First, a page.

CONCHITA J. RACELIS vs. UNITED PHILIPPINE LINES, INC. and/or HOLLAND AMERICA LINES, INC.,*and FERNANDO T. LISING, G.R. No. 198408, November 12, 2014
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II. The Seafarer’s Death Occurred During the Term of Employment.
Moving to the second requirement, respondents assert that Rodolfo’s death on March 2, 2008 had occurred beyond the term of his employment, considering his prior medical repatriation on February 20, 2008 which had the effect of contract termination. The argument is founded on Section 18 (B) (1) of the 2000 POEA-SEC, which reads:
SECTION 18. TERMINATION OF EMPLOYMENT
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B. The employment of the seafarer is also terminated when the seafarer arrives at the point of hire for any of the following reasons:
1. when the seafarer signs-off and is disembarked for medical reasons pursuant to Section 20(B)63 of this Contract.
While it is true that a medical repatriation has the effect of terminating the seafarer’s contract of employment, it is, however, enough that the work-related illness, which eventually becomes the proximate cause of death, occurred while the contract was effective for recovery to be had. A further exposition is apropos.
Consistent with the State’s avowed policy to afford full protection to labor as enshrined in Article XIII of the 1987 Philippine Constitution,64 the POEA-SEC was designed primarily for the protection and benefit of Filipino seafarers in the pursuit of their employment on board ocean-going vessels. As such, it is a standing principle that its provisions are to be construed and applied fairly, reasonably, and liberally in their favor.65
Guided by this principle, the Court, in the recent case of Canuel, recognized that a medical repatriation case constitutes an exception to the second requirement under Section 20 (A) (1) of the 2000 POEA-SEC, i.e., that the seafarer’s death had occurred during the term of his employment, in view of the terminative consequences of a medical repatriation under Section 18 (B) of the same. In essence, the Court held that under such circumstance, the work-related death need not precisely occur during the term of his employment as it is enough that the seafarer’s work-related injury or illness which eventually causes his death had occurred during the term of his employment. As rationalized in that case:
With respect to the second requirement for death compensability, the Court takes this opportunity to clarify that while the general rule is that the seafarer’s death should occur during the term of his employment, the seafarer’s death occurring after the termination ofhis employment due to his medical repatriation on account of a work-related injury or illness constitutes an exception thereto. This is based on a liberal construction of the 2000 POEA-SEC as impelled by the plight of the bereaved heirs who stand to be deprived of a just and reasonable compensation for the seafarer’s death, notwithstanding its evident work-connection.1âwphi1 The present petition is a case in point.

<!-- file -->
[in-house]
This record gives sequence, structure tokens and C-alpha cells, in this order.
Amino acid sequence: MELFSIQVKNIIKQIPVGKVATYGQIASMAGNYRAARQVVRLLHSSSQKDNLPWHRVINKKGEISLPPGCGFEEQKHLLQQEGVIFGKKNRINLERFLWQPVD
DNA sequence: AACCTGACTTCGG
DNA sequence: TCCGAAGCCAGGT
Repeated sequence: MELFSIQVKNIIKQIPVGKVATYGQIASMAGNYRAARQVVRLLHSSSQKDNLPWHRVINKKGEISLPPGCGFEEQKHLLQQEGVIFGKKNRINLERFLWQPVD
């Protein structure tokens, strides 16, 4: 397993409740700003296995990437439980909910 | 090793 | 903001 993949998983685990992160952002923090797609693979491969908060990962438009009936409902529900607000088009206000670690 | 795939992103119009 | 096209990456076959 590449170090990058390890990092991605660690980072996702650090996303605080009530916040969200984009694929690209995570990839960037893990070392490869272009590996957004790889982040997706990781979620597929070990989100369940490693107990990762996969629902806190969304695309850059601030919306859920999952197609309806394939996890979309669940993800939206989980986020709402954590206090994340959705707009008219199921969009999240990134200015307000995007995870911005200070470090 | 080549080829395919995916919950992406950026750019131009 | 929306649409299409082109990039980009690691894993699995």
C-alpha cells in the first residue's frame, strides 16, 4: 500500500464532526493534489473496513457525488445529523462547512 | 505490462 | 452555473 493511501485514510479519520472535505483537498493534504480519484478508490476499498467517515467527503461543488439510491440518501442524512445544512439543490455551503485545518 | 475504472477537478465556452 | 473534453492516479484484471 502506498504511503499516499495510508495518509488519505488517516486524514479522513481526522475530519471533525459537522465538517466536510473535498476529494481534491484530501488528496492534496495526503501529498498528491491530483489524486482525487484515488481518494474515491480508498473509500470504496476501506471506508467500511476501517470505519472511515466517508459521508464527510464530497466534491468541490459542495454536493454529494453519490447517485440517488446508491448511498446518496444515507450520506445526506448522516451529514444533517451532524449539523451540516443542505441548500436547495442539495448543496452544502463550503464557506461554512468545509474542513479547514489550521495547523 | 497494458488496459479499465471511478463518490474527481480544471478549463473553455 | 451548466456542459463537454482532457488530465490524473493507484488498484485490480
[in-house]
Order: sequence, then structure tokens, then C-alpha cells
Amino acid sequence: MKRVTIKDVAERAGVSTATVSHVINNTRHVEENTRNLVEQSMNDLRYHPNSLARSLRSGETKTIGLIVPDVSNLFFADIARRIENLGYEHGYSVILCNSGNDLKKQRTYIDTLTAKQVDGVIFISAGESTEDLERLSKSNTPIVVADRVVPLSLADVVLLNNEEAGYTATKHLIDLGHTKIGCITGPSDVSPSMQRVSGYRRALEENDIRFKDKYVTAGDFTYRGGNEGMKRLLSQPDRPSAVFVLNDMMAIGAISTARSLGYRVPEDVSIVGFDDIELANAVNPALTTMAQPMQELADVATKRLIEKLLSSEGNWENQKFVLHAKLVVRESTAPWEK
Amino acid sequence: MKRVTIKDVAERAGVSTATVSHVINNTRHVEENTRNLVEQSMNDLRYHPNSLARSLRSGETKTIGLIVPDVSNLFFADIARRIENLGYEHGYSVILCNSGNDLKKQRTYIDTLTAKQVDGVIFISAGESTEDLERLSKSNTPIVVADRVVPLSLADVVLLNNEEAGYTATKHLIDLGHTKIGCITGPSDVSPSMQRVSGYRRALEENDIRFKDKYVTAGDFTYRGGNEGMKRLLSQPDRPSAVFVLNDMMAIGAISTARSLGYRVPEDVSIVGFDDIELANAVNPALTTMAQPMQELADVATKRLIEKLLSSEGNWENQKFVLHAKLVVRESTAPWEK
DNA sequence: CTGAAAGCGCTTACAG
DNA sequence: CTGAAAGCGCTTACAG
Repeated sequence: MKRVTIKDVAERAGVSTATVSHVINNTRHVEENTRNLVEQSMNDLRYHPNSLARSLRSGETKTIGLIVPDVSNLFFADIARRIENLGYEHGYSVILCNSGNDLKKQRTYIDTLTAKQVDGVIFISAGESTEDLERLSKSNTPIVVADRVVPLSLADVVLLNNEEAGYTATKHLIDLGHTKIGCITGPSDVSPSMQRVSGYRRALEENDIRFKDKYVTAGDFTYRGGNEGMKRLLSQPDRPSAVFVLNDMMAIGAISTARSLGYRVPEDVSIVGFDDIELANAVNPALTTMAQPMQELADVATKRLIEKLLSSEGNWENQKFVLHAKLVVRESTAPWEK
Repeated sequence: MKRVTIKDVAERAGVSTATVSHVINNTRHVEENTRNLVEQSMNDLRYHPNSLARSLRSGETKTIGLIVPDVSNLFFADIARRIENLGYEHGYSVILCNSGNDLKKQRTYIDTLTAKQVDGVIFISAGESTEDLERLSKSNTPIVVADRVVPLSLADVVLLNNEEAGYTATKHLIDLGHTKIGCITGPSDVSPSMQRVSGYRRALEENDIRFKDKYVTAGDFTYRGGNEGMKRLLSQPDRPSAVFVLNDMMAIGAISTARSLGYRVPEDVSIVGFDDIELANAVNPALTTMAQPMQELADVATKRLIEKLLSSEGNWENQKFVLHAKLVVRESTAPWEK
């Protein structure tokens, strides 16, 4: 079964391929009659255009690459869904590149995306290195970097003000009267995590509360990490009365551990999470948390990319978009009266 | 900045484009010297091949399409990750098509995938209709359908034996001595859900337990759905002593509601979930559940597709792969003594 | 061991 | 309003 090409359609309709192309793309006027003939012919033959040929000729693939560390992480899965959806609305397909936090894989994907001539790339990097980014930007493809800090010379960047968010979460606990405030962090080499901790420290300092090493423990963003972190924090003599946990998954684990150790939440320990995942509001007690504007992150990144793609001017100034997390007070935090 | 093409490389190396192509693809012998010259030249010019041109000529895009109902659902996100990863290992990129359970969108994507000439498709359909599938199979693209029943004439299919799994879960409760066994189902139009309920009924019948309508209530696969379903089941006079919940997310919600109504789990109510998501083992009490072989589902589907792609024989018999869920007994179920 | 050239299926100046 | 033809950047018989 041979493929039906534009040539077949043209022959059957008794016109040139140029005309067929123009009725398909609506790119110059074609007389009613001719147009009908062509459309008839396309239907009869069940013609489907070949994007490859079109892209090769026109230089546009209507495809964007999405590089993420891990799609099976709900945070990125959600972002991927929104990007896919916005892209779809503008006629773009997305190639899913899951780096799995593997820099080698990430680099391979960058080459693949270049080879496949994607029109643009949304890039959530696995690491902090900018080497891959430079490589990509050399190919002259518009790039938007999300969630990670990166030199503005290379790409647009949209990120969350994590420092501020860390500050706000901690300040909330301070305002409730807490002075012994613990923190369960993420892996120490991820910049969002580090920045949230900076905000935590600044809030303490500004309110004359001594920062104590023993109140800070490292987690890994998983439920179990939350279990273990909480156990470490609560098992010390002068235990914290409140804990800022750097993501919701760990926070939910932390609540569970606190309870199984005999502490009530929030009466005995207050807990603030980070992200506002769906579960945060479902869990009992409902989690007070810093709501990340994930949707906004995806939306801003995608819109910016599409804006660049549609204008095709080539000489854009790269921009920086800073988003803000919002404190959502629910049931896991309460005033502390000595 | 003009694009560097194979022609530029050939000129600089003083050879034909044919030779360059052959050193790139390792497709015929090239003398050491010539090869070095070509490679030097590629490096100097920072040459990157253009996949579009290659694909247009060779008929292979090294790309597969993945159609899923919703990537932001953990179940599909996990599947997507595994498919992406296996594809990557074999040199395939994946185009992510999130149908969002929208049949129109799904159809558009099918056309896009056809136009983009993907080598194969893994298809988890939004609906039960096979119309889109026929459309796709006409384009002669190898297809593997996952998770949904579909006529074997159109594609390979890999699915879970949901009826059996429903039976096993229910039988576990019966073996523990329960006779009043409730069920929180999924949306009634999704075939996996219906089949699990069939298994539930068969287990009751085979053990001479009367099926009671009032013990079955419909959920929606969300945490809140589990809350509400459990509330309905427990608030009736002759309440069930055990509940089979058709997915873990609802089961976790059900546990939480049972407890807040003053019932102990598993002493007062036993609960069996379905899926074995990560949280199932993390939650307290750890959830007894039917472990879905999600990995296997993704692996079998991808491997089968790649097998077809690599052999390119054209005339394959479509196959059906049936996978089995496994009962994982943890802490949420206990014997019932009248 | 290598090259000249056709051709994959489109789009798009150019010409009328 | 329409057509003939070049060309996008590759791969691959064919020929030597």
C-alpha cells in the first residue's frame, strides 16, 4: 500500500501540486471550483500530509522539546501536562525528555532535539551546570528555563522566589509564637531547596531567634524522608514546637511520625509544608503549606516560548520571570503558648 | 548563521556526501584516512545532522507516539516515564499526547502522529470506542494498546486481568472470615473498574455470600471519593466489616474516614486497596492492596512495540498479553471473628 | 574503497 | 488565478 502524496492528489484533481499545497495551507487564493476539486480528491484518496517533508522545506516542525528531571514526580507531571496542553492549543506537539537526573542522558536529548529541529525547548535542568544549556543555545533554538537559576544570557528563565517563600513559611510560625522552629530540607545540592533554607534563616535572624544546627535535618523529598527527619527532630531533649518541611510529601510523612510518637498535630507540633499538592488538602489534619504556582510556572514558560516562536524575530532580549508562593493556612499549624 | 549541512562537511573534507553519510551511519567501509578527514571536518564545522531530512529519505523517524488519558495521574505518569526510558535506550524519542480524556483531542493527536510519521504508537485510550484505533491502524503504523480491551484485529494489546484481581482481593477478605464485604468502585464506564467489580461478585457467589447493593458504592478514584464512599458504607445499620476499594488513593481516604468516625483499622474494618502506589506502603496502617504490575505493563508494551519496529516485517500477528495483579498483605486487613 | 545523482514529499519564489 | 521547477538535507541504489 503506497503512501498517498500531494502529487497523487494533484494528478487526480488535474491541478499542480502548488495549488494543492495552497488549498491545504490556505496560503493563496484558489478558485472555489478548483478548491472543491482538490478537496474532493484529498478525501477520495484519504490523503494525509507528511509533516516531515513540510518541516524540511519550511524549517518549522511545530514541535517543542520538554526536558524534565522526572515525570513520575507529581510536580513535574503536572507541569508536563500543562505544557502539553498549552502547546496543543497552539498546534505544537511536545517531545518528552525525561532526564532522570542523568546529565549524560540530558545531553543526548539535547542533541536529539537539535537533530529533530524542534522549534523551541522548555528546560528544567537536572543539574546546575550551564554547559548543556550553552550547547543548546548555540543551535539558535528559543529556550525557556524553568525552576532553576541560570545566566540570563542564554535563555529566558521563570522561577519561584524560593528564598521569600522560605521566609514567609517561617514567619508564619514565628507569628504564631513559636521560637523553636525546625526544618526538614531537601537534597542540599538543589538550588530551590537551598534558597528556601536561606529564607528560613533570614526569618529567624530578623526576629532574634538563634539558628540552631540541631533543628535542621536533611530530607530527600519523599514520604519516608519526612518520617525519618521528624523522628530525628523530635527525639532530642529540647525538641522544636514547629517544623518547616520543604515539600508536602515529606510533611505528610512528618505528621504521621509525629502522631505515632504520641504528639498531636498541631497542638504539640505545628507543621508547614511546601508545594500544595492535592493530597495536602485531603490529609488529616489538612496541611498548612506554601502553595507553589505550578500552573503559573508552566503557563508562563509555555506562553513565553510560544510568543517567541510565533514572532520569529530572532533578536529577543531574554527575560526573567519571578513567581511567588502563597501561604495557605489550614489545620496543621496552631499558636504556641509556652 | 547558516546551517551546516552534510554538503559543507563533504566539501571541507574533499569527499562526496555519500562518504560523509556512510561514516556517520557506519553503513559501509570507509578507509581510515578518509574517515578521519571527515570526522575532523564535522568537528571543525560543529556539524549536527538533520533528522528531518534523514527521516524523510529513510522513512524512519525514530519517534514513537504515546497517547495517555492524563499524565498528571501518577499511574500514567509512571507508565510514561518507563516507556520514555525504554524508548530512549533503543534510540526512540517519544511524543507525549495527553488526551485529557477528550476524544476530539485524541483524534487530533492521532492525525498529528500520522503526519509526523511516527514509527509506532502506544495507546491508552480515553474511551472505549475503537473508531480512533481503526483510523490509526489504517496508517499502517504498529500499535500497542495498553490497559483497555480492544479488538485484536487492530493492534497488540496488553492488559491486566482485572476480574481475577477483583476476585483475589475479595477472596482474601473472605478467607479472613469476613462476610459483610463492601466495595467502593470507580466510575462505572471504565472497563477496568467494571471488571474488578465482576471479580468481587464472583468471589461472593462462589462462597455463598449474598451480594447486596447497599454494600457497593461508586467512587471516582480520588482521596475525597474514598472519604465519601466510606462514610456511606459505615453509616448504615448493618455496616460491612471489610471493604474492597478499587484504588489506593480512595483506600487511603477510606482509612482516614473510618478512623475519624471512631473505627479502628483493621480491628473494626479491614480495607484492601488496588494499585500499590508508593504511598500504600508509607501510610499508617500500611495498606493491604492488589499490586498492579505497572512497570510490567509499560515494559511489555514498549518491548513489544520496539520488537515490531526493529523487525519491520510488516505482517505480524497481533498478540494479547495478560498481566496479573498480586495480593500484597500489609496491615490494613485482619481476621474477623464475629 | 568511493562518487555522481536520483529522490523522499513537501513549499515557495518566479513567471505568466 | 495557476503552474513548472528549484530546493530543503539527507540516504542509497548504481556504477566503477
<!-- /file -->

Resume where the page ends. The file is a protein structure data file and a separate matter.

Here, Nancing’s repatriation occurred during the eighth (8th) month of his one (1) year employment contract. Were it not for his injury, which had been earlier established as work-related, he would not have been repatriated for medical reasons and his contract consequently terminated pursuant to Part 1 of Section 18 (B) of the 2000 POEA-SEC as hereunder quoted:
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The terminative consequence of a medical repatriation case then appears to present a rather prejudicial quandary to the seafarer and his heirs. Particularly, if the Court wereto apply the provisions of Section 20 of the 2000 POEA-SEC as above-cited based on a strict and literal construction thereof, then the heirs of Nancing would stand to be barred from receiving any compensation for the latter’s death despite its obvious work-relatedness. Again, this is for the reason that the work-related death would, by mere legal technicality, be considered to have occurred after the term of his employment on account of his medical repatriation. It equally bears stressing that neither would the heirs be able to receive any disability compensation since the seafarer’s death in this case precluded the determination of a disability grade,which, following Section 20 (B) in relation to Section 32 of the 2000 POEA-SEC, stands as the basis therefor. However, a strict and literal construction of the 2000 POEA-SEC, especially when the same would result into inequitable consequences against labor, is not subscribed to in this jurisdiction. Concordant with the State’s avowed policy to give maximum aid and full protection to labor as enshrined in ArticleXIII of the 1987 Philippine Constitution, contracts of labor, such as the 2000 POEA-SEC, are deemedto be so impressed with public interest that the more beneficial conditions must be endeavoured in favor of the laborer. The rule therefore is one of liberal construction. As enunciated in the case of Philippine Transmarine Carriers, Inc. v. NLRC[(405 Phil. 487 )]: